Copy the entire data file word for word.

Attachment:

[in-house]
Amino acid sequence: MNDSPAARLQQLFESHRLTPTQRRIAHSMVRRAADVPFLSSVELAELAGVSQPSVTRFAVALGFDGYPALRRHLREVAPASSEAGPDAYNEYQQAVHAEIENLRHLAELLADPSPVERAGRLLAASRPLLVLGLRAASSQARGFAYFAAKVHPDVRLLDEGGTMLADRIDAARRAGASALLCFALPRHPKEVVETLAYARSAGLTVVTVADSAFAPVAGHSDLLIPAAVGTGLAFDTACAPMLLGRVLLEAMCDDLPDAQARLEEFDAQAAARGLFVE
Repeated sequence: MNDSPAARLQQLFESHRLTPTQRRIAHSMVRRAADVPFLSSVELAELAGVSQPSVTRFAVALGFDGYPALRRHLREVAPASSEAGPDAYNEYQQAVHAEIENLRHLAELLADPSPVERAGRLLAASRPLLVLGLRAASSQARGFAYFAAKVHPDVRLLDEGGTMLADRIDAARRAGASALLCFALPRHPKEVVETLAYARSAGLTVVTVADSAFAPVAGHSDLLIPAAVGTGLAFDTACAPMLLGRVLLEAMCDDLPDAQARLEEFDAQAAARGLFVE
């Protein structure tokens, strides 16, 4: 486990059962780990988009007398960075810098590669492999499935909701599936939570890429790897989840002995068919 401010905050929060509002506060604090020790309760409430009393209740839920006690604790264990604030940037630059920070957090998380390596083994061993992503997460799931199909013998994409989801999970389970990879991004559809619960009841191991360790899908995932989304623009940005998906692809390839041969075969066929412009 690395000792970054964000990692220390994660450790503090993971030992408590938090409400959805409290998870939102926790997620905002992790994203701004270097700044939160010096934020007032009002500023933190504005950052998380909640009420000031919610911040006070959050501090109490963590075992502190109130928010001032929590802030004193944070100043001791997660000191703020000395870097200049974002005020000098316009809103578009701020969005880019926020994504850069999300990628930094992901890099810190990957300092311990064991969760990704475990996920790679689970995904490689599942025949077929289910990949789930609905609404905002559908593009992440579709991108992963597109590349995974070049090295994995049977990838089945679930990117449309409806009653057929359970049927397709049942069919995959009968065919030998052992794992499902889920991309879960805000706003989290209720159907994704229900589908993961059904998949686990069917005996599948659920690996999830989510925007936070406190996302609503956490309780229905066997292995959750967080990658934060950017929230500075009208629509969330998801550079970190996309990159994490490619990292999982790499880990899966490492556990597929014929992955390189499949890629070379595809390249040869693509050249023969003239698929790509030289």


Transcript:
[in-house]
Amino acid sequence: MNDSPAARLQQLFESHRLTPTQRRIAHSMVRRAADVPFLSSVELAELAGVSQPSVTRFAVALGFDGYPALRRHLREVAPASSEAGPDAYNEYQQAVHAEIENLRHLAELLADPSPVERAGRLLAASRPLLVLGLRAASSQARGFAYFAAKVHPDVRLLDEGGTMLADRIDAARRAGASALLCFALPRHPKEVVETLAYARSAGLTVVTVADSAFAPVAGHSDLLIPAAVGTGLAFDTACAPMLLGRVLLEAMCDDLPDAQARLEEFDAQAAARGLFVE
Repeated sequence: MNDSPAARLQQLFESHRLTPTQRRIAHSMVRRAADVPFLSSVELAELAGVSQPSVTRFAVALGFDGYPALRRHLREVAPASSEAGPDAYNEYQQAVHAEIENLRHLAELLADPSPVERAGRLLAASRPLLVLGLRAASSQARGFAYFAAKVHPDVRLLDEGGTMLADRIDAARRAGASALLCFALPRHPKEVVETLAYARSAGLTVVTVADSAFAPVAGHSDLLIPAAVGTGLAFDTACAPMLLGRVLLEAMCDDLPDAQARLEEFDAQAAARGLFVE
């Protein structure tokens, strides 16, 4: 486990059962780990988009007398960075810098590669492999499935909701599936939570890429790897989840002995068919 401010905050929060509002506060604090020790309760409430009393209740839920006690604790264990604030940037630059920070957090998380390596083994061993992503997460799931199909013998994409989801999970389970990879991004559809619960009841191991360790899908995932989304623009940005998906692809390839041969075969066929412009 690395000792970054964000990692220390994660450790503090993971030992408590938090409400959805409290998870939102926790997620905002992790994203701004270097700044939160010096934020007032009002500023933190504005950052998380909640009420000031919610911040006070959050501090109490963590075992502190109130928010001032929590802030004193944070100043001791997660000191703020000395870097200049974002005020000098316009809103578009701020969005880019926020994504850069999300990628930094992901890099810190990957300092311990064991969760990704475990996920790679689970995904490689599942025949077929289910990949789930609905609404905002559908593009992440579709991108992963597109590349995974070049090295994995049977990838089945679930990117449309409806009653057929359970049927397709049942069919995959009968065919030998052992794992499902889920991309879960805000706003989290209720159907994704229900589908993961059904998949686990069917005996599948659920690996999830989510925007936070406190996302609503956490309780229905066997292995959750967080990658934060950017929230500075009208629509969330998801550079970190996309990159994490490619990292999982790499880990899966490492556990597929014929992955390189499949890629070379595809390249040869693509050249023969003239698929790509030289």